Is Going to University a Selfish Decision?

Since attending University, I have come into contact with suggestions, mainly from Christian circles, that going to university is a self-centered endeavour: it serves only the attendee, puts them in spiritual danger and, like this video suggests, clasps us into a social mould, that turns us into materialistic, 2.5 children clones. There is a lot of evidence to suggest that this is the case. However, those who fall into this so-called ‘trap’ of University, with all it’s social expectations seem to have missed the point of going to University in the first place, namely that...

going to University will get you a degree, not a job.

If you intend to go to University with the hope that it will miraculously offer you a well-paid and ‘decent’ job at the end of it, you are setting yourself up for disappointment. University is a place for the curious. It’s a place to explore, to understand, to question and to take risks, both selfish and selfless. It’s an environment, where you will be confronted with your old thoughts and convictions, then forced to shape, consolidate or change them according to the things you discover. This ‘decent’ job is purely a bi-product.  There’s the argument that a lot of succesful people like Steve Jobs and Mark Zuccaberg, didn’t complete their University education and therefore a degree is useless. However, these people did ATTEND University and those years of attendance will have had their influence. 

The ‘selfish-ness’ of University also has a lot to do with personal approach. In the same way my intentions of pursuing a degree might be selfish so too might my decision to do a year-out with the church, a mission trip to India or start my own business be selfish. In all areas of society, people use their gifts for selfish causes. If a person has been blessed with an academic mind, it is their duty to use it selflessly, in the same way that someone with a leadership gifting must use theirs. 

There are so many opportunities to be self-less at university. You realise very early on, that everyone is just as clever, talented and determined as you, if not more. This takes the focus off ourselves and onto collaborations. There is also a lot of stress on group work for projects and labs: teamwork is highly valued at university. Very rarely do you see a student theatre production that has been written,directed and produced by one person. Students also tend to live together, sharing a living space, creating cleaning routas, making meals for each other and creating a family-like atmosphere. One thing I have always been keen on at University is sharing knowledge. I love to revise in groups after studying by myself, so that we can all put our thoughts into one place, then pick them apart. There are many other examples, such as students who feed the homeless, start up charities, intiate protests, teach in schools, those who want to use their degrees to end world hunger, those who pray in lecture theatres and those that want to change the world.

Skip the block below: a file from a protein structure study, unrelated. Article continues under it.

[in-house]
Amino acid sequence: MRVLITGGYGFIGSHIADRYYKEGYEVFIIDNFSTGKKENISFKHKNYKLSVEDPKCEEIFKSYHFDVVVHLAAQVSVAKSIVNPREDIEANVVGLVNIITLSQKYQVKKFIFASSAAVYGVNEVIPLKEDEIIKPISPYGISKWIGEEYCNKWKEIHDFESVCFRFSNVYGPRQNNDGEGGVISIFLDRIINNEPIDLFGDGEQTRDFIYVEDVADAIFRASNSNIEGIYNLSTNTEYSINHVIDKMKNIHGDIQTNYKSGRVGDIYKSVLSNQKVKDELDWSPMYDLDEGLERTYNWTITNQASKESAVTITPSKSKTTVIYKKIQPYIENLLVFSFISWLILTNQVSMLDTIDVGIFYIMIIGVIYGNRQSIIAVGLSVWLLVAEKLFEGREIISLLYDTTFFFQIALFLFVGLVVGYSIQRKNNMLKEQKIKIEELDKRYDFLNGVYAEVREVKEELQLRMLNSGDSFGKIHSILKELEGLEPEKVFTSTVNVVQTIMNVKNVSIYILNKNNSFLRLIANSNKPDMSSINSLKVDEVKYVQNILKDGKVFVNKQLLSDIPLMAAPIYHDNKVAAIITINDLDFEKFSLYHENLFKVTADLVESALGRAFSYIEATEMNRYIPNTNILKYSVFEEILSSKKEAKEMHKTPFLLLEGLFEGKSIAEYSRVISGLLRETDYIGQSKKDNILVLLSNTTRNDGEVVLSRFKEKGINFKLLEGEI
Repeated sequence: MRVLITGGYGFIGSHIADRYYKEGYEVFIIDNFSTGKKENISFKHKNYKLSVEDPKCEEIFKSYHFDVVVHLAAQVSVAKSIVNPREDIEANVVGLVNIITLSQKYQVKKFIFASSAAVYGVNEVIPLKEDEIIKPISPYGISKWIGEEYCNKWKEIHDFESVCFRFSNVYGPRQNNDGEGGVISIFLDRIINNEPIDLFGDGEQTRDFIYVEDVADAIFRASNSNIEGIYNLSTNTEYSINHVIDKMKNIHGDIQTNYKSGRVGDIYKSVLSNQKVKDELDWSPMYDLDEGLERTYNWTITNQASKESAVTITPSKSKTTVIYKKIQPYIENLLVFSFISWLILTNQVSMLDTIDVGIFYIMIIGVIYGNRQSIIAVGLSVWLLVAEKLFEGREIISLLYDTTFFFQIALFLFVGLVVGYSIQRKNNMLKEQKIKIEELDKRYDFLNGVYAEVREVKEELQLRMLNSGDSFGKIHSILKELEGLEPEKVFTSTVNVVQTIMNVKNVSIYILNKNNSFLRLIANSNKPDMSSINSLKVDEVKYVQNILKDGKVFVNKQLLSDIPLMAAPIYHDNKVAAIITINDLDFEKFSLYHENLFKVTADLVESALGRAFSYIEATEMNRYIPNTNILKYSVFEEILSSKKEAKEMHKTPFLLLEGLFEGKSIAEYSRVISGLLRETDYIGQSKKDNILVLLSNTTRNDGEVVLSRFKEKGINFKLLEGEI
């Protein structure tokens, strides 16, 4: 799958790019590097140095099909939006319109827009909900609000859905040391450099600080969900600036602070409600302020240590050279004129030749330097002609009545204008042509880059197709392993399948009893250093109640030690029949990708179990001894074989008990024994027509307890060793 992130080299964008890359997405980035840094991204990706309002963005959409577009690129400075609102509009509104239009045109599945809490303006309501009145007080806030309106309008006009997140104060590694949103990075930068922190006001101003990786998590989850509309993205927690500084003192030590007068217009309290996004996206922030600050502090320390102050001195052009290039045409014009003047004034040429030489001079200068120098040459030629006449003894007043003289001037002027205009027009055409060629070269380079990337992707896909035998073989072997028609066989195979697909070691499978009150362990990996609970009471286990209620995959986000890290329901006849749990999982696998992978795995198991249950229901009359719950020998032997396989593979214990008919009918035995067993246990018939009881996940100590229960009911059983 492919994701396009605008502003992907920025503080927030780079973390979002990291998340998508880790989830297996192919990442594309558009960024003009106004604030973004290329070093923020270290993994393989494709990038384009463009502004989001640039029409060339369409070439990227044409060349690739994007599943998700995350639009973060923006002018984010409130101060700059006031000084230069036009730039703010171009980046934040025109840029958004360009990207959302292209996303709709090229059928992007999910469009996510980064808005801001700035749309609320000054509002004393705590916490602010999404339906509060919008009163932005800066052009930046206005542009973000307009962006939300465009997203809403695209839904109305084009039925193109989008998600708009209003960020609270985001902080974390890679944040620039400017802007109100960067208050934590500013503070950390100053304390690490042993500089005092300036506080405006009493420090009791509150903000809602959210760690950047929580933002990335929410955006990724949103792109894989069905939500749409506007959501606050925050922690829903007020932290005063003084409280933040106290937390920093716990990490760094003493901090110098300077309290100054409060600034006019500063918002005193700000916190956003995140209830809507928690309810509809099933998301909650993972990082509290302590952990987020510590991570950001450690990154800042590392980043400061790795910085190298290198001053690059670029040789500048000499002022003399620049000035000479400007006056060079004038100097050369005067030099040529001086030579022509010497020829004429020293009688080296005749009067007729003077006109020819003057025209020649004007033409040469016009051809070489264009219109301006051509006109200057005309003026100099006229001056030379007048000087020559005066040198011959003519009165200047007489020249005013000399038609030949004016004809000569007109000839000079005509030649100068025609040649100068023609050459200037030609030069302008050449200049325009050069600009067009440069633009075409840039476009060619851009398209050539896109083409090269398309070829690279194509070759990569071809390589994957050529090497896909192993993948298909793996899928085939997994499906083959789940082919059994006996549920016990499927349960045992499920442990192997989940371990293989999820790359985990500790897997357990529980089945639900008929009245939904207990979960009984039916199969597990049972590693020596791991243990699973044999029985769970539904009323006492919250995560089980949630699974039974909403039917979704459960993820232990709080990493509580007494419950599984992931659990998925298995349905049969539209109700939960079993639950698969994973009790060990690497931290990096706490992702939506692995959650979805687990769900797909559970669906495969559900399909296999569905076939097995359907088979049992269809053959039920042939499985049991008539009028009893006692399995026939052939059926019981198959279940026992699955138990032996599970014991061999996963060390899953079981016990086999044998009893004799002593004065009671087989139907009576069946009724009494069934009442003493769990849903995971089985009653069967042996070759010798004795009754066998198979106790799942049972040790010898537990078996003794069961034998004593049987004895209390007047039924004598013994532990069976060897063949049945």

I have also never experienced a spiritual richness, such as the one I have encountered at University. 

I agree that University, like many other things, can be a selfish time in a persons life, but it doesn’t have to be. In fact, it shouldn’t be. We choose the university experience we receive: it's one of those books with a number of different endings and our choices will reveal the conclusion. I’ve said this before, but getting a degree is a privilege and one we shouldn’t take lightly. I also think that getting out of our parent’s houses and learning to live independently is one way of getting over our selfishness and appreciating what we have. But perhaps that’s just me.


  1. anything we do in life can be selfish and also can be of service for others. It is just a matter of how we use our time and choose our attitude.
    While I do think university is not necessarily selfish, I don't think everyone should be going to university.
    I am 24 and I have already worked my dream job. At the moment I have a decent, well-paid job. I have never felt the lack of education on my part in any of the jobs or tasks that I have been given and I feel that the years living in the real world rather than the imaginary world of uni have provided me with way more wisdom than I see in my classmates and friends coming straight out of university.
    When my parents were 24, they were married and had 3 children, they were both working, raising children and looking after the home with no help from anyone. I see a generation coming out of university that is not prepared to look after themselves, not able to find a job (because their expectation of what they are worth is way higher than what they are actually worth for an employee).
    I think a lot of people use university to extend their childhood and spend their parents money, sleep until noon and drink until morning... this is where that selfishness develops.
    However I am not against university for people who actually want to spend this time learning, who are eager to know more about what they are passionate about. Or for people who need to learn to be able to do the job that they are passionate about well.
    I am for university, but not for everyone and for the right reasons.

    1. I completely agree with everything you've said. I don't think everyone should go to university and I don't believe that those who go to university are somehow 'better' or 'more useful' than those who don't. Everyone has an individual calling and everyone should be selfless in that calling. It also really frustrates me when people waste university, by sleeping all the time or just going out and getting drunk every night. There are so many great alternatives! Like you said, you don't always have to go to university to get your dream job :-)